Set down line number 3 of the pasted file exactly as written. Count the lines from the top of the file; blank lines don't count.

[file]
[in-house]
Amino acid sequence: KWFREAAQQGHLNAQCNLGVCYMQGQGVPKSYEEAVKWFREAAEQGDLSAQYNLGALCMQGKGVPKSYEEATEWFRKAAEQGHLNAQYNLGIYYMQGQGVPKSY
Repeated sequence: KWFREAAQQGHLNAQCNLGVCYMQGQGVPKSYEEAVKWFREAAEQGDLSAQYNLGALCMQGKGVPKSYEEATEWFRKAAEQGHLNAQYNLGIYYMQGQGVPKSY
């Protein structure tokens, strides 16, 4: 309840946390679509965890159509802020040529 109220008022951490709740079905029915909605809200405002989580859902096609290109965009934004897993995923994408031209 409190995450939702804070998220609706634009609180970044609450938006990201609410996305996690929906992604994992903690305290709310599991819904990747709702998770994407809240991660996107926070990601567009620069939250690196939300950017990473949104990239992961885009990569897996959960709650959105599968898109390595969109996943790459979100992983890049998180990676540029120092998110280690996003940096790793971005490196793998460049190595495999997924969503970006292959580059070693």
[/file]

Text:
Repeated sequence: KWFREAAQQGHLNAQCNLGVCYMQGQGVPKSYEEAVKWFREAAEQGDLSAQYNLGALCMQGKGVPKSYEEATEWFRKAAEQGHLNAQYNLGIYYMQGQGVPKSY